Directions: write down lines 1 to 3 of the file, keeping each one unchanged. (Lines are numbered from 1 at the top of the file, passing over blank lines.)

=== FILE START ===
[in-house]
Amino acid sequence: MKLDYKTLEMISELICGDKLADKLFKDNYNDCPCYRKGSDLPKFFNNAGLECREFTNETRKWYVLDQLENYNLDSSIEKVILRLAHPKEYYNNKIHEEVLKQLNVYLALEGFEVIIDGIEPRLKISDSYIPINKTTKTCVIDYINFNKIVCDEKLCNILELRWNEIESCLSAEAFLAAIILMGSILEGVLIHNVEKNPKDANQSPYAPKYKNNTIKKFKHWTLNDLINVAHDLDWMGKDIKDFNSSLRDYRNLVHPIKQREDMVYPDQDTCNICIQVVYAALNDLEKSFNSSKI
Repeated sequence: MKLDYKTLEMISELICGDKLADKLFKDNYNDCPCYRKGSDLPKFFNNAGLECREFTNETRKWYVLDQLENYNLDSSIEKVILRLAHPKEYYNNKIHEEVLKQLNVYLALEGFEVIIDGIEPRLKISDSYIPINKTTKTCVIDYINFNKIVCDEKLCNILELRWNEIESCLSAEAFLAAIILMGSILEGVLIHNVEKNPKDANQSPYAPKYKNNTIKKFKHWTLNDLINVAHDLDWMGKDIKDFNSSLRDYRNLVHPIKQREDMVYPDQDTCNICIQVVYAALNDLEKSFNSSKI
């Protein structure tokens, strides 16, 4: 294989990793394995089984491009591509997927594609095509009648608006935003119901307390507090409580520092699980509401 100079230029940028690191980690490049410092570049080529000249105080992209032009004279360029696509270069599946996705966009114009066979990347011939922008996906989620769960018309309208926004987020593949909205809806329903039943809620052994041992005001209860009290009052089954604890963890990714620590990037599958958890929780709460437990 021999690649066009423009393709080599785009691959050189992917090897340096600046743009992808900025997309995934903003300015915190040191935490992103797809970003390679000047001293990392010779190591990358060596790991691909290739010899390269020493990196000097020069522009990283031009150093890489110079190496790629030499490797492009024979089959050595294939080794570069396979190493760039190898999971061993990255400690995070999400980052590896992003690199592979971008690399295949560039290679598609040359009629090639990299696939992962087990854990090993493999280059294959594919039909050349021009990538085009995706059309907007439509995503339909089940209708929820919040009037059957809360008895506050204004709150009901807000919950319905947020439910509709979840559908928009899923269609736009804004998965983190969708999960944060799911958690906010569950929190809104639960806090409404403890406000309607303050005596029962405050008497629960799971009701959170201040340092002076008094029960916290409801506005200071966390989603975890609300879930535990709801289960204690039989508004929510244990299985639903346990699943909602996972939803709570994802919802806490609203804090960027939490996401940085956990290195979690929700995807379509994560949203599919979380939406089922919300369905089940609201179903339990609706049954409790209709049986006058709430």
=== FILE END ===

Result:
[in-house]
Amino acid sequence: MKLDYKTLEMISELICGDKLADKLFKDNYNDCPCYRKGSDLPKFFNNAGLECREFTNETRKWYVLDQLENYNLDSSIEKVILRLAHPKEYYNNKIHEEVLKQLNVYLALEGFEVIIDGIEPRLKISDSYIPINKTTKTCVIDYINFNKIVCDEKLCNILELRWNEIESCLSAEAFLAAIILMGSILEGVLIHNVEKNPKDANQSPYAPKYKNNTIKKFKHWTLNDLINVAHDLDWMGKDIKDFNSSLRDYRNLVHPIKQREDMVYPDQDTCNICIQVVYAALNDLEKSFNSSKI
Repeated sequence: MKLDYKTLEMISELICGDKLADKLFKDNYNDCPCYRKGSDLPKFFNNAGLECREFTNETRKWYVLDQLENYNLDSSIEKVILRLAHPKEYYNNKIHEEVLKQLNVYLALEGFEVIIDGIEPRLKISDSYIPINKTTKTCVIDYINFNKIVCDEKLCNILELRWNEIESCLSAEAFLAAIILMGSILEGVLIHNVEKNPKDANQSPYAPKYKNNTIKKFKHWTLNDLINVAHDLDWMGKDIKDFNSSLRDYRNLVHPIKQREDMVYPDQDTCNICIQVVYAALNDLEKSFNSSKI